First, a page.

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Alexander the Great and the Logistics of the Macedonian Army New Ed Edition
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Top Customer Reviews
You're Alexander the Great, setting out on campaign with your mighty army. Glory and profit await you if you succeed, and as you know from history, the real Alexander did succeed. His army was renowned for its efficiency, speed and lethality; his expedition through Asia was the longest military campaign ever undertaken; he fascinates military historians to this day.
But when you put yourself in his place, ask yourself what was required of Alexander to realize his achievment. Was his fame won through superior force of men and arms alone? Could he take his army anywhere he desired, at any time? Had he merely to set his stern, clear gaze upon a point on the horizon and say: "There we shall go"--or was there more to it?
Start with a mundane consideration: how do you feed your men? It's not as clear-cut as it might seem. Suppose you have an army of 10,000 men. Suppose, further, that each man's consumption rate is 3 pounds of grain per day's march. Now realize that this must mean just what the numbers tell you: each man of your 10,000 needs 3 pounds of grain daily, 3 times 10,000 is 30,000--so you need an incredible 30,000 pounds of food, each and every day. If you don't get this food, your men will weaken and die. There's no way around it.
A quarter million pounds of food over the course of a week's march isn't easy to come by, especially in Alexander's day, is it? After all, you can't have the food airlifted to you. You have no motorized vehicles to speed you along, either, bear in mind. Your own feet must take you, slowly and over rough terrain in hot weather, to your destination.Read more ›
this is not an introductory book on alexander's campaigns, however. the author assumes you have good knowledge of what the pervailing theories are of the routes that he took, and doesn't waste time explaining details that might not be known to someone who hasn't already read and studied this time period.
Don't be put off by the implied technical details above. This is a very readable book, a story, even. It's one of my favourite reads. Engel's conjectures are thought provoking, but always backed up by hard evidence. Anyone studying warfare in any time prior to the modern period (where trains and the internal combustion engine changed everything) needs to read this book to understand how things worked.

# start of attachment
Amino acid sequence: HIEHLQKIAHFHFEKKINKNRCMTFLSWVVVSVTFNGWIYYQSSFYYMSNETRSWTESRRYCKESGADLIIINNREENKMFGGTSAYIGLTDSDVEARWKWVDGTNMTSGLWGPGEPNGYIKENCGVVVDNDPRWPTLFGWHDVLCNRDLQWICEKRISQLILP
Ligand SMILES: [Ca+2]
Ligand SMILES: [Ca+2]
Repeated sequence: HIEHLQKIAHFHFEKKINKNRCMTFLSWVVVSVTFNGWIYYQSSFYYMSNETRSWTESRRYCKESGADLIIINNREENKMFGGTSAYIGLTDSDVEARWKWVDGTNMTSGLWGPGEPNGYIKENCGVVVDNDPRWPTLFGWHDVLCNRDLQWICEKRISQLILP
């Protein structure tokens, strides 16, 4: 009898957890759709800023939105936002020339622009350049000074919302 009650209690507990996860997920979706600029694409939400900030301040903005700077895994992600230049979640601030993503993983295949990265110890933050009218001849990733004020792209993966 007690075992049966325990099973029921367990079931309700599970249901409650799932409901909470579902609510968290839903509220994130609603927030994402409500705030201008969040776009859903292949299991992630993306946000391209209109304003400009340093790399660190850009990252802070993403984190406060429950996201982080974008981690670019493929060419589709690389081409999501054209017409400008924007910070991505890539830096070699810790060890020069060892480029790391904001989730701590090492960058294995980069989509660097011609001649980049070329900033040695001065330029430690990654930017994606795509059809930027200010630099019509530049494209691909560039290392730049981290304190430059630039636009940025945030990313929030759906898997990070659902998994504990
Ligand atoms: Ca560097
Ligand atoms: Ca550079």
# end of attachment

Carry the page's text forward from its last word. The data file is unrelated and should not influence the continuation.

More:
A great book to read along with J.F.C. Fuller's 'The Generalship of Alexander the Great'.
The book contains some important lessons for all commanders today on the critical importance of logistics to sustain an army and ensure that it is well supplied and that troops remain motivated. The book shows how Alexander's intimate knowledge and understanding of terrain, geography, weather, seasons, sources of provisions and accessibility of routes enabled him to expertly solve the various logistical challenges thus ensuring his decisive victories. The immensity of the calculations that he had to make, the numerous permutations that had to be taken into account with respect to factors such as speed of troop movement, water and food requirements for people and animals as well as the weapons and ammunition shows really how capable Alexander and his staff were.
The book thus authoritatively highlights the fact that Alexander's genius for effective logistical system played an essential part in complementing his brilliant tactical skills and leadership acumen. After reading this book, you can make sense of why Alexander made certain decisions as supply and logistics severely restricts where an army can go, its speed, rest periods, how long it can stay at any given place, the number of soldiers that can be accommodated as well as methods of transport and supply, among other things.Read more ›
Most Recent Customer Reviews
This is a really cool book. Granted we are talking about logistics in the ancient world.. But you can still learn a lot!!! Read morePublished 16 months ago by Dezfast
This book will make you like, perhaps even love, logistics. For those of us who are simply fanatical about Alexander and not crazed Ph.D. Read morePublished 22 months ago by Frederick B. Gallaher